|Publication number||US5311401 A|
|Application number||US 07/727,500|
|Publication date||May 10, 1994|
|Filing date||Jul 9, 1991|
|Priority date||Jul 9, 1991|
|Also published as||CA2073363A1, DE69232611D1, DE69232611T2, EP0522518A2, EP0522518A3, EP0522518B1|
|Publication number||07727500, 727500, US 5311401 A, US 5311401A, US-A-5311401, US5311401 A, US5311401A|
|Inventors||Louis E. Gates, Jr., Richard K. Cochran|
|Original Assignee||Hughes Aircraft Company|
|Export Citation||BiBTeX, EndNote, RefMan|
|Patent Citations (1), Referenced by (133), Classifications (31), Legal Events (7) |
|External Links: USPTO, USPTO Assignment, Espacenet|
Stacked chip assembly and manufacturing method therefor
US 5311401 A
Two or more integrated circuit or memory chips (64-66, 104, 106-108, 116-118, 122-126) are stacked on a circuit substrate (72, 100) or a printed-wiring board in such a manner that the planes of the chips lie horizontally, rather than vertically, on the substrate or wiring board. The chips are preferably interconnected along all of their edges (68) and thence, preferably by ribbon bonds, to the substrate or wiring board. The thus assembled arrangement is hermetically sealed by coatings of passivation and encapsulant. Such chips (25) are oversized, as distinguished from chips conventionally diced from wafers. Specifically, each chip is larger than an individual wafer circuit (18, 20), that is, each wafer portion (24) which is selected to be formed into a chip has a size that is larger than the individual wafer circuit which it incorporates, thus overlapping adjacent circuits.
What is claimed is:
1. An assembly of chips comprising:
at least two integrated circuit chips stacked one atop the other, assembled parallelly on a base, and electrically interconnected to said base; and
means for forming each of said chips from a wafer having a plurality of circuits thereon in which wafer portions are selected by individual chip sizes which are respectively larger than individual ones of said circuits and in which individual ones of said chips are positioned on selected operable ones of said circuits, thus overlapping said chips onto ones of said circuits adjacent said selected circuits.
2. The assembly according to claim 1 in which each of said chips are provided with edge electrical contacts extending fully about its periphery, further comprising electrical interconnections among and between said edge electrical contact of each of said chips for electrically interconnecting said chips together.
3. The assembly according to claim 2 further comprising electrical connections extending from an uppermost one of said chips to said base.
4. The assembly according to claim 2 in which said stacked chips have equal dimensions, said electrical interconnection among said chips are positioned at the edges of said chips, and electrical interconnections between the uppermost chip and said base.
5. The assembly according to claim 2 in which said stacked chips have unequal dimensions, with at least one of those chips having lesser dimensions being stacked atop at least another of those chips having relatively larger dimension, and further comprising electrical interconnections between successive ones of said upper chips to said lower chips and hence to said base.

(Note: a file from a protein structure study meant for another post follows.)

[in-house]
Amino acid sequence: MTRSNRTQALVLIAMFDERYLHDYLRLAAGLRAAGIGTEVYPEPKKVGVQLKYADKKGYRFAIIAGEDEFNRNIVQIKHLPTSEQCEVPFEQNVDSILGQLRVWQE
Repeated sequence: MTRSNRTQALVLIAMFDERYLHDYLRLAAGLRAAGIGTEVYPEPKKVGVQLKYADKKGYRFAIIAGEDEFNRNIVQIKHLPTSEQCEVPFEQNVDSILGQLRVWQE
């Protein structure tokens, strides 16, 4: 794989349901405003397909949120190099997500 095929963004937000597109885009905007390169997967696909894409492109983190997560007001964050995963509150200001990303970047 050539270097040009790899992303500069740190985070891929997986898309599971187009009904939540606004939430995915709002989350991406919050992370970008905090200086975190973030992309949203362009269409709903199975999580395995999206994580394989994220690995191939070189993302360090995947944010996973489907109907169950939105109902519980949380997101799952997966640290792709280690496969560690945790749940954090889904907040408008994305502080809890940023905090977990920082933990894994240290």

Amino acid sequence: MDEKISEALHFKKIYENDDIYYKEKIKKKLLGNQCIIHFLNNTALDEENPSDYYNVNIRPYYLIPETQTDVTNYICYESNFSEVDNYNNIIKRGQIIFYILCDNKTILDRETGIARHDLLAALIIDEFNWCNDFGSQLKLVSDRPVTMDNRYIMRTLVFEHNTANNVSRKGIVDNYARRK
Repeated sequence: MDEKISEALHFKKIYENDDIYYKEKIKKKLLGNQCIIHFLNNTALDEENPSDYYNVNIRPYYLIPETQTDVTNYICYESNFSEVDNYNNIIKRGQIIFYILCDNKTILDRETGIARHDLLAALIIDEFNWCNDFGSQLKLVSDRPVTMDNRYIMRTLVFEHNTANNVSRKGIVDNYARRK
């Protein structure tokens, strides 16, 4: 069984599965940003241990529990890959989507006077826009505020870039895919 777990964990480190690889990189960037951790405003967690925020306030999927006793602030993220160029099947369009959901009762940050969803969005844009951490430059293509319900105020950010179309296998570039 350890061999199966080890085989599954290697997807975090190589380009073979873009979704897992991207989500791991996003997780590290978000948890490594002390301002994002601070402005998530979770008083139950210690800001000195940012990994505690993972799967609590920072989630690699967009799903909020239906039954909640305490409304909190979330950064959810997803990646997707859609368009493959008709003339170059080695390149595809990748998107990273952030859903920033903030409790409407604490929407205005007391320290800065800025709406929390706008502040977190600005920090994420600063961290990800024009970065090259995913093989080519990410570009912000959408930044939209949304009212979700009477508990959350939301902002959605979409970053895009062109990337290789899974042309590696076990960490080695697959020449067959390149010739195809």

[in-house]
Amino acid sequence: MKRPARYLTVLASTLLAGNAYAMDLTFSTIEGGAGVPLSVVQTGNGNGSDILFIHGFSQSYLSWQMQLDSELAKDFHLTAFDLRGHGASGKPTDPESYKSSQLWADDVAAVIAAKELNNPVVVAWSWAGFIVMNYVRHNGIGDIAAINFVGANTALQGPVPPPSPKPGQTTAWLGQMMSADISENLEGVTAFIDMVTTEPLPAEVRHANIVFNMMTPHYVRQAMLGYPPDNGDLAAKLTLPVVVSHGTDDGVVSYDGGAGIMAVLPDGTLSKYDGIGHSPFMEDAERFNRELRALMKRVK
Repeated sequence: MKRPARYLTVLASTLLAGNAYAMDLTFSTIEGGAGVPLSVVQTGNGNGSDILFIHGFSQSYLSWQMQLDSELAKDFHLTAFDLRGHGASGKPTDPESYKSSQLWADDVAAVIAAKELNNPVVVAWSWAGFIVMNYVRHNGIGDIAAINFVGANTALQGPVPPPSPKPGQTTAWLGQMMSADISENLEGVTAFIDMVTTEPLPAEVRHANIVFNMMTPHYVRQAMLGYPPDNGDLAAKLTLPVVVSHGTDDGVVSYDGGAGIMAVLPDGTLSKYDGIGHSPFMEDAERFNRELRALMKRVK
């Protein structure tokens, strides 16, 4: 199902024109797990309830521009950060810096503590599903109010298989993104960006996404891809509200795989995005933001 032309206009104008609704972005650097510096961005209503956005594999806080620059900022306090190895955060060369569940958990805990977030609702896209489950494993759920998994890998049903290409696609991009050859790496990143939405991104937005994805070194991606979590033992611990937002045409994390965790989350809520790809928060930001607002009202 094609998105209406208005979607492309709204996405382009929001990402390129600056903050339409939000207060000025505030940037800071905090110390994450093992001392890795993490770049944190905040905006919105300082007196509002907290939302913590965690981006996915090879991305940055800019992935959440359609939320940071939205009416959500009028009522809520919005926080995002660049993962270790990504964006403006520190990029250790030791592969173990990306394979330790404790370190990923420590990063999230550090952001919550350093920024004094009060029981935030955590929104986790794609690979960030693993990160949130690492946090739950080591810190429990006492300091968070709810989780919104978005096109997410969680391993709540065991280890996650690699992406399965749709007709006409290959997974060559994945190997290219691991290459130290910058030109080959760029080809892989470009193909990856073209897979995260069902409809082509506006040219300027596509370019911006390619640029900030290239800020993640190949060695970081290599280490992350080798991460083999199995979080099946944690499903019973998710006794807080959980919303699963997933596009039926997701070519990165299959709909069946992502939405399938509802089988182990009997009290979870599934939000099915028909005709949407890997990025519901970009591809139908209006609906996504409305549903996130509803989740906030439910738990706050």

BACKGROUND OF THE INVENTION
1. Field of the Invention
The present invention relates to a method for fabricating and assembling integrated circuit or memory chips on a circuit substrate or printed wiring board and, more particularly, for stacking such chips into a contacting layered stack, such that their planes lie parallel to and in contact-with the plane of the circuit substrate or printed wiring board, and to the parallelly stacked chip assembly manufactured by the method.
2. Description of Related Art and Other Considerations
Conventionally, integrated circuit and memory chips are mounted singly in a hermetic package, and the package leads are interconnected to a substrate or a printed circuit board. Alternately, the chips are mounted onto a circuit board in a hermetic hybrid package whose external leads are interconnected to the printed wiring board.
When space and volume are at a premium, use of such conventional mounting arrangements results in a less than optimal overall circuit density and a lower circuit speed. Specifically, presently used mounting arrangements consume relatively large amounts of space and volume, and thus lessen circuit density. Further, the relatively large spacing between the chips lowers circuit speed and increases capacitances, thereby causing slower signal propagation through the circuit.
These problems have been recognized in the packaging technology, as exemplified by U.S. Pat. No. 4,525,921 and 4,764,846. There, chips are stacked at right angles to the substrate and interconnected with edge metalizing circuitry. On one edge or face of the stack, the circuit lines terminate at metal bumps which are used to interconnect the stack directly to a substrate and its corresponding pattern of circuit pads. The chips are thus oriented so that their planes lie normal to the plane of the substrate.
The aim of these patents is to achieve a high density in the stack. However, as disclosed, for example, in U.S. Pat. No. 4,764,846, to enable the mounting of its individual chips and their carriers to a stack-carrying substrate, the leads from the chips must be extended to a single side, which consumes a relatively large area, thereby militating against the desired aim of high density.
It is also possible further to increase density by lapping material from the back side of the wafer prior to its being diced into thinned chips. This thinning is expensive, and adds to the cost of the stack.
The bump mounting method of the stack is also costly, and its use in producing reliable connections is uncertain for use in such environments as airborne systems.
SUMMARY OF THE INVENTION